Review: ‘The Importance of Being Earnest’ @ Arena Theatre, Wolverhampton

I wasn’t sure what to expect from any performance of Oscar Wilde’s comedy, let alone from a small-scale intimate venue such as the Arena. So when people say size isn’t everything, it’s evidently the case with the Arena, the London Classic Theatre company and, of course, the ‘trivial comedy for serious people’.

The set consisted of a series of chairs, some (ill used!) books, and the notorious tea trays that play out the social politics of the play. This meant all focus was on the actors, and to positive effect – this company was wonderful. I have to say, the show was stolen by the dual role of Merriman and Lane, the respective country and city butlers. His reactions exuded humour, and removed any element of him as functional when he moved props etc.

It makes all the difference in understanding the subtle nuances of Wilde’s wordplay when it’s acted, and in this case even the inbetween segments added to this. For instance, Lady Bracknell and Algernon’s conversation was utterly lost on me, because of the hilariously suggestive eating of bread and butter by Gwendolyn and Earnest. Likewise, Miss Prism’s response to Lady Bracknell was well-performed to understand that, actually, the events lie on the ‘tragedy averted’ notion of comedy.

It also showed a couple of pitfalls in Wilde’s play. Algernon was wonderfully enacted, yet in Act Three he was relatively silent, which was a massive loss in terms of the actor who was a key component in showing the ridiculousness of upper class society. Earnest was also a great actor, and I’d never thought of almost pitying Earnest before, yet things like him losing his cool with Algernon and chasing him around for his cigarette case showed him as a put-upon character.

Lady Bracknell was simultaneously terrifying and so superficial it was laughable. It was almost evolutionary, seeing her alongside Gwendolyn and Cecily, demonstrating the inherent insensibility of the class system. Gwendolyn and Cecily were particularly apt in showing this, especially with Cecily’s dependence on Gwendolyn’s judgments, leading to her small and slight victories in their heated exchange.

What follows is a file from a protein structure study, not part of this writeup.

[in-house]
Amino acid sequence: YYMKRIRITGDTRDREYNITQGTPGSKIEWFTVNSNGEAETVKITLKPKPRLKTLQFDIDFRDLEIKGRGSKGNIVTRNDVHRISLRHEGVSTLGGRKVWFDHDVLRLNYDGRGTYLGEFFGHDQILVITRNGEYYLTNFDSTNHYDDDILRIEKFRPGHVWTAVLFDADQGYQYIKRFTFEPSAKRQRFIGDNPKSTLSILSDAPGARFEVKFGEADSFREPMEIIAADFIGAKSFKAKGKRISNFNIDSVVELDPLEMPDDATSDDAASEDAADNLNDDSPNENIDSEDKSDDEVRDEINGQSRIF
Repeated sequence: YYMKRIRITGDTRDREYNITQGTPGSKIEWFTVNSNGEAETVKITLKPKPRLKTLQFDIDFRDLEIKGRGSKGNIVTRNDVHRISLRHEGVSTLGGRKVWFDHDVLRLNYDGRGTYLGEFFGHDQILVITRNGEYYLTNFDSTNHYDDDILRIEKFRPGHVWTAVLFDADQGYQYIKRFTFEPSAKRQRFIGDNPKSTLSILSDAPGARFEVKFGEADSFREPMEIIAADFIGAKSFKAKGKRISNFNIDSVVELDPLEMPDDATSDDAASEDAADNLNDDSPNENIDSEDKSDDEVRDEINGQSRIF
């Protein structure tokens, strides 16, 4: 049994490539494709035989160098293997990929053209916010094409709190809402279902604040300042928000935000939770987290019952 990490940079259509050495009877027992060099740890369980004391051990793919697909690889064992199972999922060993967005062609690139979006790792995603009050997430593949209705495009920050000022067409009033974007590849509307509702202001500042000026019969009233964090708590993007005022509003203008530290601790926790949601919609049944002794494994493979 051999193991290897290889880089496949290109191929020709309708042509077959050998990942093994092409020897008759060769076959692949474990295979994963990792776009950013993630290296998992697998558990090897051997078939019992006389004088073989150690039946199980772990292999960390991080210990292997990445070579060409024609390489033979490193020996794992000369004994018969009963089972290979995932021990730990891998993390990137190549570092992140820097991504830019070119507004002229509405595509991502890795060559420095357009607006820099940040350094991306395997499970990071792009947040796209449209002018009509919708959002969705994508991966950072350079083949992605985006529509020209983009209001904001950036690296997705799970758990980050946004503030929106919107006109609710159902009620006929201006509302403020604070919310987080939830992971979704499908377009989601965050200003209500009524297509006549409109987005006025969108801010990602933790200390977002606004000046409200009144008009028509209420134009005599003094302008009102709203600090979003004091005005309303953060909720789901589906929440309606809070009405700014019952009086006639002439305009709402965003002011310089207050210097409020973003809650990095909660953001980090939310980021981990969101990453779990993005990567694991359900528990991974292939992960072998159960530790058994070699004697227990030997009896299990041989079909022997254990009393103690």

This is a touring production so, if you can, I urge you to give it a try. If nothing else, it still speaks volumes to today’s society (comments on education’s worth received a particularly large response from the audience!), and provides a good laugh in doing so.

Review: ‘The Picture of Dorian Gray’ by Oscar Wilde

I began ‘Dorian Gray’ with no expectations, apart from knowing there was an aging portrait involved. I always think this is the best way to start a novel, because you become a fresh canvas (pardon the pun) for the author, with no outside interference. While I thoroughly enjoyed the novel, I found Wilde’s replacement of action with sensory description hindered my understanding of Dorian’s true character.

The descriptions within the novel are incredibly thematic, and enhance what the novel is all about – the obsession with appearance and vanity versus moral decay. If anything, the imagery served to prove that one cannot be vain and virtuous simultaneously, and pretences can only serve you to a certain extent. However, the move from the innocent Dorian to the corrupt figure haunting the schoolroom was marred by this description, as while I completely understood that his decay was being depicted through the senses, i felt like I needed some sort of substantiation to his apparent immorality. This was why I struggled with the murder chapter – I saw how Dorian was provoked and understood his fear, but I still didn’t feel like Wilde had provided a why to this degradation. Clearly, Lord Henry was the major contributor within this, but the only symbol of his decay was his language – there was no specific example of his corruption, not even an exploration of his wife’s motive in her affair, although I suppose this was intended to follow on from his corrupting influences and them backfiring.

It was only in the subsequent chapters to Basil’s murder that I really felt like I understood Dorian’s decay: his vanity even in an attempt to protect Hetty from himself, his blackmailing Alan Campbell and Campbell’s subsequent suicide…I didn’t even feel cheated by not having Campbell’s suicide explained, as it wasn’t relevant to the plot, what was relevant was Dorian’s ability to manipulate those around him. It was only after the deed was done that I could see Dorian for who he truly was, and in this I feel Wilde is cleverly manipulating the plot by presenting the climax before it is explained. The fact that James Vane died without avenging his sister’s death – without, even, a headstone bearing his name – served perfectly to highlight the injustice in Dorian’s existence while those who seek the truth and love perish around him. It is this that makes me believe ‘Dorian Gray’ needs to be read twice to be fully appreciated, and that maybe the right expectations are needed in order to cultivate the perfect image.

Even if the image does make us question our inner portrait…